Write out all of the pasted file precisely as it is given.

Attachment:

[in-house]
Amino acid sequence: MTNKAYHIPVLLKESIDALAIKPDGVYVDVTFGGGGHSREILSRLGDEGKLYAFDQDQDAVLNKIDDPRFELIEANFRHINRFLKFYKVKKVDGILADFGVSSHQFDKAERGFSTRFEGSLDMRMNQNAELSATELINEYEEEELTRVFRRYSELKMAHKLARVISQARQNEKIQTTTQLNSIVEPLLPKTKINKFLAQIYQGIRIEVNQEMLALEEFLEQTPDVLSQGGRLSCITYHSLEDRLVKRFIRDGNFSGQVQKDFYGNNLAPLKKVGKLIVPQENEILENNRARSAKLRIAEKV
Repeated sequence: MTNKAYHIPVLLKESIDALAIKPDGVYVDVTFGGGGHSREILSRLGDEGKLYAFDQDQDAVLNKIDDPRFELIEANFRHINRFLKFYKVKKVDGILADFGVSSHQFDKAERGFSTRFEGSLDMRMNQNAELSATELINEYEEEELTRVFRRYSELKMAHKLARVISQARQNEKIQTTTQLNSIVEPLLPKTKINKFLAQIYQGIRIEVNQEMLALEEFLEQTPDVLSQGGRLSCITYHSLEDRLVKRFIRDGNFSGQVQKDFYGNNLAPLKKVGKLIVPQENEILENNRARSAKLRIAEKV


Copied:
[in-house]
Amino acid sequence: MTNKAYHIPVLLKESIDALAIKPDGVYVDVTFGGGGHSREILSRLGDEGKLYAFDQDQDAVLNKIDDPRFELIEANFRHINRFLKFYKVKKVDGILADFGVSSHQFDKAERGFSTRFEGSLDMRMNQNAELSATELINEYEEEELTRVFRRYSELKMAHKLARVISQARQNEKIQTTTQLNSIVEPLLPKTKINKFLAQIYQGIRIEVNQEMLALEEFLEQTPDVLSQGGRLSCITYHSLEDRLVKRFIRDGNFSGQVQKDFYGNNLAPLKKVGKLIVPQENEILENNRARSAKLRIAEKV
Repeated sequence: MTNKAYHIPVLLKESIDALAIKPDGVYVDVTFGGGGHSREILSRLGDEGKLYAFDQDQDAVLNKIDDPRFELIEANFRHINRFLKFYKVKKVDGILADFGVSSHQFDKAERGFSTRFEGSLDMRMNQNAELSATELINEYEEEELTRVFRRYSELKMAHKLARVISQARQNEKIQTTTQLNSIVEPLLPKTKINKFLAQIYQGIRIEVNQEMLALEEFLEQTPDVLSQGGRLSCITYHSLEDRLVKRFIRDGNFSGQVQKDFYGNNLAPLKKVGKLIVPQENEILENNRARSAKLRIAEKV